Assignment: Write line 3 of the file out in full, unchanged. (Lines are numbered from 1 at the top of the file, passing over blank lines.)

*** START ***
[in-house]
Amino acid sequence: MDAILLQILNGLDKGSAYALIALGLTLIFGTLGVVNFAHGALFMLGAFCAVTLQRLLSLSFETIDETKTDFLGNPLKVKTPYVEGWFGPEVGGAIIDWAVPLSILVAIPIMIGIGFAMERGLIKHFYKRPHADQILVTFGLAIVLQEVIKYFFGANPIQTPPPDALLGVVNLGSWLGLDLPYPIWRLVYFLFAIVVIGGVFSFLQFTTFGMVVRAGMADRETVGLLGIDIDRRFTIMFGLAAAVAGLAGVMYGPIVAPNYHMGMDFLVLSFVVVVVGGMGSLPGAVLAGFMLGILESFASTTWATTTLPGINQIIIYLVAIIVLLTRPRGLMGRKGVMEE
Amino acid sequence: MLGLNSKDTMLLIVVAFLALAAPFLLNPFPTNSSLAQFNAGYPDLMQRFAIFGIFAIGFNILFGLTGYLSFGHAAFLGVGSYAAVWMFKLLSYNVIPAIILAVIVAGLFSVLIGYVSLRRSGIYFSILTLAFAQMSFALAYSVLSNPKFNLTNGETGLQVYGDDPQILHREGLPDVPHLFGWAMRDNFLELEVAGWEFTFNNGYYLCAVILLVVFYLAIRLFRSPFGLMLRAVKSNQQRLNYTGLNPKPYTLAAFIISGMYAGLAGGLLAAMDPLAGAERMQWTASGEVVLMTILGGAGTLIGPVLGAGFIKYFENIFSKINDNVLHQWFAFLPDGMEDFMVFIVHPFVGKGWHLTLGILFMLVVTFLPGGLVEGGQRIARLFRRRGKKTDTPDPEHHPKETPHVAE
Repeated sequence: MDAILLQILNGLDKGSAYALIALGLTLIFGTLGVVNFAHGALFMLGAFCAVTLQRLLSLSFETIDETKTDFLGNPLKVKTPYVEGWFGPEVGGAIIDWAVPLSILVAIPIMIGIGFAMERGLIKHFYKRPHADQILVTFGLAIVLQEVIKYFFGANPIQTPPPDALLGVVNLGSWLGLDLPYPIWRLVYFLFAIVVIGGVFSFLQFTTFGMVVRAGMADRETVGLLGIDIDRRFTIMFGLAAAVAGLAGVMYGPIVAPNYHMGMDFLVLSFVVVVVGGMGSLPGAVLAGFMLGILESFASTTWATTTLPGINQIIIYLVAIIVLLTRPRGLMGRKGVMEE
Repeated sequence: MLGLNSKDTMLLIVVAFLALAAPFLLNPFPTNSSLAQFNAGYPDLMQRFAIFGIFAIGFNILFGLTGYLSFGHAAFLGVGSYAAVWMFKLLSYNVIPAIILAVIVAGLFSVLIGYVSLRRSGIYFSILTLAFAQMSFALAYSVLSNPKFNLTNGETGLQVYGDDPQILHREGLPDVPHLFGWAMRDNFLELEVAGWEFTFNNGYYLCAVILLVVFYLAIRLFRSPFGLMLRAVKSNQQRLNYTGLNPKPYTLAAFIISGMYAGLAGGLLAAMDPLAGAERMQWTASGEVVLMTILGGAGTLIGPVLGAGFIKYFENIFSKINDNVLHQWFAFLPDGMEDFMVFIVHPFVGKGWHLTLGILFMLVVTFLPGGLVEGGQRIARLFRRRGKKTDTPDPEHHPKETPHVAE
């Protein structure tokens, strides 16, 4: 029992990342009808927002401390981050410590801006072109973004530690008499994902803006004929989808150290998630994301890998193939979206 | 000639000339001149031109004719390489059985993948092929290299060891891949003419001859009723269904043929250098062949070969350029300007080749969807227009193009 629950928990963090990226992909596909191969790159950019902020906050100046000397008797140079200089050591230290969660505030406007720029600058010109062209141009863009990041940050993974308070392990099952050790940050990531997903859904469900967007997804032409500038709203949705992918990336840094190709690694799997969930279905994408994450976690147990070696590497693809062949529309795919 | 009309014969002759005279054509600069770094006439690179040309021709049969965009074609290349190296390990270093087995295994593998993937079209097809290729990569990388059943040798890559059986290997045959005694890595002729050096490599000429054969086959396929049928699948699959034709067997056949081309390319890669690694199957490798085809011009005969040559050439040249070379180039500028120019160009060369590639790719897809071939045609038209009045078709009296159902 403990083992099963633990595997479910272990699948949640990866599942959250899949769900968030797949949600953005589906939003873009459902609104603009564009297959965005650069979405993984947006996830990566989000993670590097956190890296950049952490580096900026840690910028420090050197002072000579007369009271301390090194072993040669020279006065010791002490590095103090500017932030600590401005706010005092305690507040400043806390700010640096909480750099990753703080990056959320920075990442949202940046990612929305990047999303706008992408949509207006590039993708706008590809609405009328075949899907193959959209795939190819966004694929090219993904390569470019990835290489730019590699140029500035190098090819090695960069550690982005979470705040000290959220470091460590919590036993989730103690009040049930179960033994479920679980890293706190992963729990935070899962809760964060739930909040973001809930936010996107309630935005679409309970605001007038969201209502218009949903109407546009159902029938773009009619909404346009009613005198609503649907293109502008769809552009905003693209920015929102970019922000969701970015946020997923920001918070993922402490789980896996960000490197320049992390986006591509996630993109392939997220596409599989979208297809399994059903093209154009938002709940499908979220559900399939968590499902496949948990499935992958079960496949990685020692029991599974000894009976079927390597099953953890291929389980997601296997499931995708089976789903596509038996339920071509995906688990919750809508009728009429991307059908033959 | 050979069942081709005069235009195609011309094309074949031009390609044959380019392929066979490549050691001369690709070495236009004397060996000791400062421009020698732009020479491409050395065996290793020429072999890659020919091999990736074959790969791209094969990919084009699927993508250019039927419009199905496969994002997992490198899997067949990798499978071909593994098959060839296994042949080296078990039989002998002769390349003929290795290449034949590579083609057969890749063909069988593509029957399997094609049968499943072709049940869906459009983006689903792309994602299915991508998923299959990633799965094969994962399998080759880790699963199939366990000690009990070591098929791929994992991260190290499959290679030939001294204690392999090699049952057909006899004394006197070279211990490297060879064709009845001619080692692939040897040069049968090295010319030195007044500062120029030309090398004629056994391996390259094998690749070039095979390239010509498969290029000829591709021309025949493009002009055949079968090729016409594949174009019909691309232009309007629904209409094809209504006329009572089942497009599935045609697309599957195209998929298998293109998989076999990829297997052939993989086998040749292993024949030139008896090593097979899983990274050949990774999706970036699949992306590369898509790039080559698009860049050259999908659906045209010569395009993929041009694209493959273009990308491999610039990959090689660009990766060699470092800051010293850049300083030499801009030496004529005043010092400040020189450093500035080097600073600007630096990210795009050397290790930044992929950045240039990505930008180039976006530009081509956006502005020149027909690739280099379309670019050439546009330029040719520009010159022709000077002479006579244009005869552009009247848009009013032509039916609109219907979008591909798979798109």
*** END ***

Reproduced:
Amino acid sequence: MLGLNSKDTMLLIVVAFLALAAPFLLNPFPTNSSLAQFNAGYPDLMQRFAIFGIFAIGFNILFGLTGYLSFGHAAFLGVGSYAAVWMFKLLSYNVIPAIILAVIVAGLFSVLIGYVSLRRSGIYFSILTLAFAQMSFALAYSVLSNPKFNLTNGETGLQVYGDDPQILHREGLPDVPHLFGWAMRDNFLELEVAGWEFTFNNGYYLCAVILLVVFYLAIRLFRSPFGLMLRAVKSNQQRLNYTGLNPKPYTLAAFIISGMYAGLAGGLLAAMDPLAGAERMQWTASGEVVLMTILGGAGTLIGPVLGAGFIKYFENIFSKINDNVLHQWFAFLPDGMEDFMVFIVHPFVGKGWHLTLGILFMLVVTFLPGGLVEGGQRIARLFRRRGKKTDTPDPEHHPKETPHVAE